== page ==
Power, Outcomes and Preferences / Macht, Ereignisse und Präferenzen
There is an ongoing discussion about the relationship of power and preferences: Is power reflected in what the agents can do and what they want to do, or, alternatively, are preferences and power two separate dimensions of determining the outcome of decisionmaking? In the latter case decisionmaking is troubled with all kinds of paradoxes which do not allow to derive well-defined outcomes which can relate preferences to resources (votes), decision rules, and power – if we do not subscribe to the rather rigorous assumption of single-peaked preferences on a one-dimensional preference space. This paper raises the question whether these paradoxes do not undermine a power concept which combines preferences and collective decision rules, described by games, with resulting outcomes. A discussion of the Public Good Index with respect to decision rules concludes the paper.
If you experience problems downloading a file, check if you have the proper application to view it first. In case of further problems read the IDEAS help page. Note that these files are not on the IDEAS site. Please be patient as the files may be large.
As the access to this document is restricted, you may want to look for a different version under "Related research" (further below) or search for a different version of it.
Volume (Year): 225 (2005)
Issue (Month): 2 (April)
|Contact details of provider:|| Web page: http://www.degruyter.com|
|Order Information:||Web: http://www.degruyter.com/view/j/jbnst|
References listed on IDEAS
Please report citation or reference errors to , or , if you are the registered author of the cited work, log in to your RePEc Author Service profile, click on "citations" and make appropriate adjustments.:
- Brams, Steven J. & Fishburn, Peter, 1998.
98-30, C.V. Starr Center for Applied Economics, New York University.
- Brams, Steven J., 1994. "Voting procedures," Handbook of Game Theory with Economic Applications, in: R.J. Aumann & S. Hart (ed.), Handbook of Game Theory with Economic Applications, edition 1, volume 2, chapter 30, pages 1055-1089 Elsevier.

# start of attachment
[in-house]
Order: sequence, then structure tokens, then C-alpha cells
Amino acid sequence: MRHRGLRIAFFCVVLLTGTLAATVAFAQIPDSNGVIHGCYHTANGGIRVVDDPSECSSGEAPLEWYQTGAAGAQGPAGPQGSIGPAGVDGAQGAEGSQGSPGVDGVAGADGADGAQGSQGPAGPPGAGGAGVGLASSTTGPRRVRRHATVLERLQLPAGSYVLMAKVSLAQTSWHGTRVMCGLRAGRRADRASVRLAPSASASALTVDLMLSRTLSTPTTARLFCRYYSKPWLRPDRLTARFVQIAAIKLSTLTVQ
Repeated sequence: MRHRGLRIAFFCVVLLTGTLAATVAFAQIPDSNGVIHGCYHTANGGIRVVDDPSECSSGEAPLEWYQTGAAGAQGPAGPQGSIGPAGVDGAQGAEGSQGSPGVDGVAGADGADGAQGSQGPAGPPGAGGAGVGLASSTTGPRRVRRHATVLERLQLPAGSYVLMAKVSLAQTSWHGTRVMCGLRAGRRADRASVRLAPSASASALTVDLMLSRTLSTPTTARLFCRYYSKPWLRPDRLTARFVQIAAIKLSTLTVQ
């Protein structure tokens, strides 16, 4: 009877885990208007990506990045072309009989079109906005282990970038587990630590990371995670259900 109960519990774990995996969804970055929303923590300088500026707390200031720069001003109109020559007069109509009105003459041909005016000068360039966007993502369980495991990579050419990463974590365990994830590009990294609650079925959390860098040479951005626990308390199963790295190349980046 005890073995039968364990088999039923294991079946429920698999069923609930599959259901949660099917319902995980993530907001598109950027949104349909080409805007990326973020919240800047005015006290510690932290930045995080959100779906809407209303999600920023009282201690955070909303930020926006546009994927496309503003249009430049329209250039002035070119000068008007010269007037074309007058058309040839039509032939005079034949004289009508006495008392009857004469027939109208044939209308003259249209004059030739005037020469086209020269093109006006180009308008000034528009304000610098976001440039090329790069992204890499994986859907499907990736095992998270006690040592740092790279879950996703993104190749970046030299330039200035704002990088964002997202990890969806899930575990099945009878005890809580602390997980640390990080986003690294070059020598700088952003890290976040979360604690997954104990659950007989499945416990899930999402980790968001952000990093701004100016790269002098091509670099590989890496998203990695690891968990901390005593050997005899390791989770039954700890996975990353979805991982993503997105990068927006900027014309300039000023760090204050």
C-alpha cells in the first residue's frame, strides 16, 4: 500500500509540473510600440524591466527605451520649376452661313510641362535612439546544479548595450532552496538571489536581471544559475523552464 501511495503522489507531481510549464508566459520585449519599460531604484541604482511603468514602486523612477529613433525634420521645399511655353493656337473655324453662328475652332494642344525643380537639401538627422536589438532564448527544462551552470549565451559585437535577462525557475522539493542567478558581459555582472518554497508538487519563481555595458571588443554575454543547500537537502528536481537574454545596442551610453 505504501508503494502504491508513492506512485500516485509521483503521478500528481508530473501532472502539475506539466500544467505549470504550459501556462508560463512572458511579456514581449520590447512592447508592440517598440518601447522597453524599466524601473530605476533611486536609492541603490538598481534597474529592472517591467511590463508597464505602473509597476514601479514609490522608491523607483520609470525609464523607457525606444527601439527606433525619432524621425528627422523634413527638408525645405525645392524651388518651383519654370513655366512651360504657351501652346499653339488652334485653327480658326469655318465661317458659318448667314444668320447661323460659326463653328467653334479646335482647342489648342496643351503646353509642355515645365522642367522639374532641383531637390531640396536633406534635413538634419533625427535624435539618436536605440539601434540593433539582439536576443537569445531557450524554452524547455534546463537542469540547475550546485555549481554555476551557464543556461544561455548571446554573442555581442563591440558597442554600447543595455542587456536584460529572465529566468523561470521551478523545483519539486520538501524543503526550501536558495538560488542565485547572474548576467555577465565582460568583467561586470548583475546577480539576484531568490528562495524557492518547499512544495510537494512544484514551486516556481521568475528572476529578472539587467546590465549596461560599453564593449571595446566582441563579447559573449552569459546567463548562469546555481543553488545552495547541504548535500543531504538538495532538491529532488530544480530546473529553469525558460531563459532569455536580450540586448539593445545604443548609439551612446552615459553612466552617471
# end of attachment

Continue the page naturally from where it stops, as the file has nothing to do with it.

- Brams, Steven J. & Fishburn, Peter C., 2002. "Voting procedures," Handbook of Social Choice and Welfare, in: K. J. Arrow & A. K. Sen & K. Suzumura (ed.), Handbook of Social Choice and Welfare, edition 1, volume 1, chapter 4, pages 173-236 Elsevier.
- McKelvey, Richard D. & Niemi, Richard G., 1978. "A multistage game representation of sophisticated voting for binary procedures," Journal of Economic Theory, Elsevier, vol. 18(1), pages 1-22, June.
- Saari,Donald G., 2001. "Decisions and Elections," Cambridge Books, Cambridge University Press, number 9780521004046, December.
- Saari,Donald G., 2001. "Decisions and Elections," Cambridge Books, Cambridge University Press, number 9780521808163, December.
- Dixit, Avinash & Olson, Mancur, 2000. "Does voluntary participation undermine the Coase Theorem?," Journal of Public Economics, Elsevier, vol. 76(3), pages 309-335, June.
When requesting a correction, please mention this item's handle: RePEc:jns:jbstat:v:225:y:2005:i:2:p:181-191. See general information about how to correct material in RePEc.
For technical questions regarding this item, or to correct its authors, title, abstract, bibliographic or download information, contact: (Peter Golla)
If you have authored this item and are not yet registered with RePEc, we encourage you to do it here. This allows to link your profile to this item. It also allows you to accept potential citations to this item that we are uncertain about.
If references are entirely missing, you can add them using this form.
If the full references list an item that is present in RePEc, but the system did not link to it, you can help with this form.
If you know of missing items citing this one, you can help us creating those links by adding the relevant references in the same way as above, for each refering item. If you are a registered author of this item, you may also want to check the "citations" tab in your profile, as there may be some citations waiting for confirmation.
Please note that corrections may take a couple of weeks to filter through the various RePEc services.